Criticized for sloppy Iraq reporting, UK spy agencies pursue reform

Britain's foreign spy agency concluded within months of the invasion of Iraq that two key intelligence reports it had received about Iraqi weapons of mass destruction were fabricated.

By: Reuters | London | Published:July 6, 2016 8:47 pm
Britain, Iraq, Iraq Britain, Britain Iraq, Iraqi weapons of mass destruction, SIS, MI6, Secret Intelligence Service, Saddam Hussein, Sir John Chilcot, news, latest news, world news, US news, Iraq news, international news, George W. Bush, Dick Cheney, Saddam, Chilcot, MI5, Government Communications Headquarters Britain’s foreign spy agency concluded within months of the invasion of Iraq that two key intelligence reports it had received about Iraqi weapons of mass destruction, which included that Iraqi leader Saddam Hussein was determined to maintain a chemical and biological weapon capability, were fabricated. (Express)

Britain’s foreign spy agency concluded within months of the invasion of Iraq that two key intelligence reports it had received about Iraqi weapons of mass destruction were fabricated, a British inquiry disclosed on Wednesday.

In September 2002, the Secret Intelligence Service, known as SIS or MI6, distributed to senior British officials the reports it had received from its sources, alleging that Iraq had “accelerated the production of chemical and biological agents”.

The reports said Iraqi leader Saddam Hussein was determined to maintain a chemical and biological weapon capability, according to the inquiry led by Sir John Chilcot.

The reports were issued as top US officials, including President George W Bush and Vice President Dick Cheney, were publicly claiming that Saddam had acquired aluminum tubes used to enrich uranium for nuclear weapons – a claim later discredited by post-war U.S. investigations.

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In early April 2003, only days after the US military, supported by British and other allied forces, invaded Iraq to oust Saddam, details from the SIS reports from September were included in a larger spy report circulated widely around the British government.

This report did contain a caveat that since a key “sub source” had not been directly contacted by SIS, it would not be possible to “verify fully” all the details of his claims.

By June 2003, however, SIS finally met the source of the September reports, who “denied that he had provided any of the material attributed to him”, Chilcot’s report said. SIS concluded that its original source for the material therefore “was a fabricator who had lied from the outset.”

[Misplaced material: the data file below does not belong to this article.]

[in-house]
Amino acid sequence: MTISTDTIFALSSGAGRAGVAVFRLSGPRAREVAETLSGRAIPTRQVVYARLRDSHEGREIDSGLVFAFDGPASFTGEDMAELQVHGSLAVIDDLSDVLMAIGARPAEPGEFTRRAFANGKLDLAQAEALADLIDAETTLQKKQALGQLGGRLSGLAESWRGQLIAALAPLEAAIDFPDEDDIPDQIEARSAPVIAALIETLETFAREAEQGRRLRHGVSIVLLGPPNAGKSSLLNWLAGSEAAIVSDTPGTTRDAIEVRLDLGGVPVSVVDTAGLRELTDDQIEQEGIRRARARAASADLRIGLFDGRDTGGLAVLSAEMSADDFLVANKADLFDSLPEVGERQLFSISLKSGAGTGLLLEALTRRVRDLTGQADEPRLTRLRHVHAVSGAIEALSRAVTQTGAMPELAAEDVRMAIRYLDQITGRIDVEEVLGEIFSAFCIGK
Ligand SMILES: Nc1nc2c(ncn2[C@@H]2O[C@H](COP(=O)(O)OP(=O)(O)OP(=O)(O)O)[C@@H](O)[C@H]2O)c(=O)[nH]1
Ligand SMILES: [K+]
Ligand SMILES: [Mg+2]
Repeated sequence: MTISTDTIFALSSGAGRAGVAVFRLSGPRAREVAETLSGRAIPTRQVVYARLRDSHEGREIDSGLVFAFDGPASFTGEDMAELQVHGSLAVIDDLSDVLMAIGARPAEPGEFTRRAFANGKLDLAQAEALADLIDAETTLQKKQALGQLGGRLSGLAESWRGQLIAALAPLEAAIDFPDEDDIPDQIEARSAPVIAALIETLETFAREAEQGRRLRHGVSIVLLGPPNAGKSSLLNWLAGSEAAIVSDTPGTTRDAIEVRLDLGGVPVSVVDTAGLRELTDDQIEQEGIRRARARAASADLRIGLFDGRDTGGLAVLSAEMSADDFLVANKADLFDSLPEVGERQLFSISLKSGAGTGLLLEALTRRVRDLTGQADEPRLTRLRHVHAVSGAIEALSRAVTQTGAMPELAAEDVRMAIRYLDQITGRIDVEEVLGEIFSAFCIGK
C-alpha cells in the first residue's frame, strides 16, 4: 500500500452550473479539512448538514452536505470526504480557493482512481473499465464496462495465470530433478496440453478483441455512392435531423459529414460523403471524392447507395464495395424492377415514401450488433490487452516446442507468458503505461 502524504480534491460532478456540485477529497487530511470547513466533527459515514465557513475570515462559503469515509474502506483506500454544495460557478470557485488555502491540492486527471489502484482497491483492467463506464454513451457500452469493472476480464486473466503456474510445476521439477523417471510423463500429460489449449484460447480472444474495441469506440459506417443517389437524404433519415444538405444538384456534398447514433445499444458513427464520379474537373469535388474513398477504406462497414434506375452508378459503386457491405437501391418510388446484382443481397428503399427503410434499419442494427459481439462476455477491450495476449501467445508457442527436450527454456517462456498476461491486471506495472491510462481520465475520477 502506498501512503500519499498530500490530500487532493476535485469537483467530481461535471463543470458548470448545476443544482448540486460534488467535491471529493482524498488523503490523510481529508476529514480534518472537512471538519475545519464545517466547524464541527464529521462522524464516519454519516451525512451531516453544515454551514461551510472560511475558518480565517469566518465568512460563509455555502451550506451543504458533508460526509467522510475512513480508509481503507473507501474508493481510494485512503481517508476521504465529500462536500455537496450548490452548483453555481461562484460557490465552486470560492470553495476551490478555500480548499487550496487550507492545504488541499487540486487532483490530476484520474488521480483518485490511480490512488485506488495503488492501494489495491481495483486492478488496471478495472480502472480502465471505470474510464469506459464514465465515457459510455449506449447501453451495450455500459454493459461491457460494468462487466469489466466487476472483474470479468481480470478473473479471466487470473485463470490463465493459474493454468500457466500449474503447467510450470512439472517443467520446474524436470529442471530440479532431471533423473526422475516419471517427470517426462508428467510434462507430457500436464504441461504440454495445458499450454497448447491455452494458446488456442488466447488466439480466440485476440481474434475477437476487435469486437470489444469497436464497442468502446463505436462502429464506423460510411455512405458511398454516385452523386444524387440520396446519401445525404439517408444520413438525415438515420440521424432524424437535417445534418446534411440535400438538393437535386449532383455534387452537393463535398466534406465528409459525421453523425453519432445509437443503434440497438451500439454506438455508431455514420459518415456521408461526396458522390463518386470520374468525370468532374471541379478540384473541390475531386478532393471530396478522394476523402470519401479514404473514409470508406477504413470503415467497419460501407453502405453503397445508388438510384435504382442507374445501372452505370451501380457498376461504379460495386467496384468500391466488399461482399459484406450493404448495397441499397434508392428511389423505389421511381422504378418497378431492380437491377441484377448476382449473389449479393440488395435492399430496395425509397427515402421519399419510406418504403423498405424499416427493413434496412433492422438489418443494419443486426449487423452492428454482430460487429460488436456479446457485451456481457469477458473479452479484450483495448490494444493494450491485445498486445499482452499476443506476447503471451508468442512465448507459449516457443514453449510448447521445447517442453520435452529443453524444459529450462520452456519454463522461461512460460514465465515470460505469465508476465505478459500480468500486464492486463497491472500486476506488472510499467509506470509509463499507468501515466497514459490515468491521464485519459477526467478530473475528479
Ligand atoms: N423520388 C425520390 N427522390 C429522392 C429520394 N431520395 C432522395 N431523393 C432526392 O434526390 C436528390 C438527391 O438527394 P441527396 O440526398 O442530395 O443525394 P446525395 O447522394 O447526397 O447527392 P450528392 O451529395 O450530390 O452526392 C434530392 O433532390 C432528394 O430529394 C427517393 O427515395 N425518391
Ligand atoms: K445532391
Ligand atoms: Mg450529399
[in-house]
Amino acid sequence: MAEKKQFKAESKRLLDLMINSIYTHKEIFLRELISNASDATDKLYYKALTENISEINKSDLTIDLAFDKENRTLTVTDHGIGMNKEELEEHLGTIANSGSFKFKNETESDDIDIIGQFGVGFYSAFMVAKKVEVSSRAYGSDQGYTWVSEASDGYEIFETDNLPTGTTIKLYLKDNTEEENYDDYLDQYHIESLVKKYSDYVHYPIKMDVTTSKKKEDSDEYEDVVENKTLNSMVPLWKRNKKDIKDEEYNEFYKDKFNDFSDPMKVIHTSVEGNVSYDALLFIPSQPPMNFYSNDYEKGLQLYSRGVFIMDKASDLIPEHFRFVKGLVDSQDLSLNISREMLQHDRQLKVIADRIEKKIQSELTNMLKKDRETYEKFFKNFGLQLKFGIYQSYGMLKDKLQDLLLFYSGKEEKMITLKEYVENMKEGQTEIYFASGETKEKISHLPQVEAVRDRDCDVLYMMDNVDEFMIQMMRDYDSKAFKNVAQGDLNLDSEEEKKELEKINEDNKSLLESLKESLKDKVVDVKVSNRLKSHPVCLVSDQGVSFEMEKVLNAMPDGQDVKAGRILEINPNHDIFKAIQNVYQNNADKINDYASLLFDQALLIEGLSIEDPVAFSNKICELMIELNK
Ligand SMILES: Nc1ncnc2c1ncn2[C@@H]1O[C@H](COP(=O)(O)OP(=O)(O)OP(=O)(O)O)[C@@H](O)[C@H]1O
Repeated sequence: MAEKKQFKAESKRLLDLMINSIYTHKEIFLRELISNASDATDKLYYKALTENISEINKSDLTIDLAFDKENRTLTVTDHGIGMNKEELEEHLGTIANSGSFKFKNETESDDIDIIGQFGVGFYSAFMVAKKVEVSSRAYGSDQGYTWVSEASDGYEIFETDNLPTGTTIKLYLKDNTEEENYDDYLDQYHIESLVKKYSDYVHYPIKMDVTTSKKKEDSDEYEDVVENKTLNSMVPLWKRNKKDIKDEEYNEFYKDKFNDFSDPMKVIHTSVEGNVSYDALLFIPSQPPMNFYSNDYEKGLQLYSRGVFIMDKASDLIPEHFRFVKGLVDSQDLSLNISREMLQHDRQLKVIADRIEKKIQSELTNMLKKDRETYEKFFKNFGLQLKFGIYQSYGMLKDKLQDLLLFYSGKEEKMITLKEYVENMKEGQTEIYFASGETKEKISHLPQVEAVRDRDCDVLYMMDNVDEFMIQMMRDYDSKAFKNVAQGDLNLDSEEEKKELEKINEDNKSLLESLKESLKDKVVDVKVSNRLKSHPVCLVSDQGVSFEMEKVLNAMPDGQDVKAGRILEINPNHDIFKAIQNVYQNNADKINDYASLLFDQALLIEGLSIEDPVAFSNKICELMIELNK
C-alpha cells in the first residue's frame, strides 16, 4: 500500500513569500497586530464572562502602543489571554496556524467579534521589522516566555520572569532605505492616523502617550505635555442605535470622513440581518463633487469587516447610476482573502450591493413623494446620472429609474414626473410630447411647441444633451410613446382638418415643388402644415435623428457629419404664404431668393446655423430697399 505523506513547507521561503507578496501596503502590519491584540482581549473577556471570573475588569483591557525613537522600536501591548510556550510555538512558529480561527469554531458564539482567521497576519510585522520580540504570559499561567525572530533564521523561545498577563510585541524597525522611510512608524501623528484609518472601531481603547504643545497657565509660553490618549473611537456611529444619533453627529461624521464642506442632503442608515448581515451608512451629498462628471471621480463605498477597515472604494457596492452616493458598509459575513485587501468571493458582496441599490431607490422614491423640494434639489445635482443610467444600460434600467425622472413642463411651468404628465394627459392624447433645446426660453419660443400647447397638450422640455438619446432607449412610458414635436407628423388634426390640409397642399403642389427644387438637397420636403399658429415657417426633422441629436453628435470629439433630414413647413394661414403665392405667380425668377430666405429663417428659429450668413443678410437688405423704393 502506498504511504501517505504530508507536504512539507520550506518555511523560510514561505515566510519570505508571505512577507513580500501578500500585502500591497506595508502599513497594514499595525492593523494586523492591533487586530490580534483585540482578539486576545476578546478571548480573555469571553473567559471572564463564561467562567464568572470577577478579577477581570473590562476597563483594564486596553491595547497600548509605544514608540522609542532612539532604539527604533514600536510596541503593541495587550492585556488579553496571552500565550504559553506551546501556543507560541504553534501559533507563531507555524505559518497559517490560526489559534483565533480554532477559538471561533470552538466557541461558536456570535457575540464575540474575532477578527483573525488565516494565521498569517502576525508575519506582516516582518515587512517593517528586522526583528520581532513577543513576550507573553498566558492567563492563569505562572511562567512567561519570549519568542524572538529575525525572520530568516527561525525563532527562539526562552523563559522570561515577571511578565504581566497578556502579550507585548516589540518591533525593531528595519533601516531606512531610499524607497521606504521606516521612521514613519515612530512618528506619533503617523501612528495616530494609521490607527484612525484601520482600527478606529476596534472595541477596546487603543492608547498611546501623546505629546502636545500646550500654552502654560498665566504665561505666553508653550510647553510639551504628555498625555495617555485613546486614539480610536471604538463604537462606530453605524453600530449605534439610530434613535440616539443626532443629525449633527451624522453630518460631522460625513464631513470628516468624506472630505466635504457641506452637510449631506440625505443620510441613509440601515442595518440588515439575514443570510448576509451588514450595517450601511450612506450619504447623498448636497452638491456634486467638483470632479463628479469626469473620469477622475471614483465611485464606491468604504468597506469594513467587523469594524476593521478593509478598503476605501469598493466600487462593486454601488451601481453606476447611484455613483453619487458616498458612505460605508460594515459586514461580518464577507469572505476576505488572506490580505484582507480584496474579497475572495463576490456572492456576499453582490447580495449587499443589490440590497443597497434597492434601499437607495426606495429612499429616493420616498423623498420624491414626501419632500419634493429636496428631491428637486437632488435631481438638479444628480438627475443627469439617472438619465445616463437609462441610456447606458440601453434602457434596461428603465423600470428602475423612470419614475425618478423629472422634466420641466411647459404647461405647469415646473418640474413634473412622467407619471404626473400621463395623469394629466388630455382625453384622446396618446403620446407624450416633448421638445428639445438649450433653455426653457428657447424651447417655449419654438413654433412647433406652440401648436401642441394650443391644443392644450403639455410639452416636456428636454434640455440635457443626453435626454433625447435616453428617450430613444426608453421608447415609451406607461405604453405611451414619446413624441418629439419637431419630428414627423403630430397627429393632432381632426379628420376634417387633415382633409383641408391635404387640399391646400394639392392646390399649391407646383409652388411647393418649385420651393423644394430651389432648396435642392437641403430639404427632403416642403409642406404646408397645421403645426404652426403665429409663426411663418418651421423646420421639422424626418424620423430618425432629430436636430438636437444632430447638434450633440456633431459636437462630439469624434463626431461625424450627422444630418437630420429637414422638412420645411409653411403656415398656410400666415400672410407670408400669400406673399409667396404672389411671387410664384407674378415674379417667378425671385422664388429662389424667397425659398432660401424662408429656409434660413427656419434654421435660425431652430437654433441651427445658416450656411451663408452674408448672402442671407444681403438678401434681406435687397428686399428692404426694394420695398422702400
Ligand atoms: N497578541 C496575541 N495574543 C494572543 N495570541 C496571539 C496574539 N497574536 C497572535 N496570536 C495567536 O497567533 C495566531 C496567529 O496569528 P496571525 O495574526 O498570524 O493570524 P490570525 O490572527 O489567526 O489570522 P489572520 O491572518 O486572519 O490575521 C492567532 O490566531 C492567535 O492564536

By the end of July 2003, SIS had decided to withdraw the alarming reports from the previous September. Even then, however, the Chilcot report quotes an internal spy document in which an SIS officer says: “Without denying these reports are no longer valid, we need to ensure their withdrawal does not provide wide-spread scepticism about our CW (chemical weapons) reporting, particularly in the absence of a CW find.”

No weapons of mass destruction were ever found in Iraq. By September 2004, SIS withdrew additional key intelligence reports used by British and American leaders to justify the invasion.

These included a source’s claim, touted by Blair’s government, that Saddam could deploy WMD within 45 minutes, and a claim from a source known as Curveball, leaked to US media and then publicly touted by Bush, that Saddam had mobile biological and chemical weapons labs.

LESSONS LEARNED

In the wake of the Iraq war and subsequent post-mortems, UK agencies have implemented reforms designed to ensure that such dubious intelligence in the future is properly flagged, and that policy officials are made aware of possible flaws in spy reports, a source familiar with the reforms said.

One key reform involved separating personnel and offices whose task is to collect human and electronic intelligence from those responsible for analysing and evaluating it, the source said. UK agencies were placing “greater emphasis on the validation of intelligence”.

This meant that analysts were supposed to question the details of raw intelligence reporting and the bona fides of sources more vigorously before presenting such information to politicians and other policymakers.

Procedures had also been instituted to more clearly flag the degree of credibility that spy agencies attach to intelligence material, the source said.

In the United States, agencies routinely tell policymakers whether they have “low”, “medium” or “high” confidence about the reliability of new intelligence reporting. The source said that British agencies have adopted similar labeling procedures.

Other reforms included providing all three UK spy agencies – SIS, the domestic intelligence agency known as MI5, and Government Communications Headquarters (GCHQ), the electronic eavesdropping agency – with more opportunities to review and critique initial reporting produced by each other.

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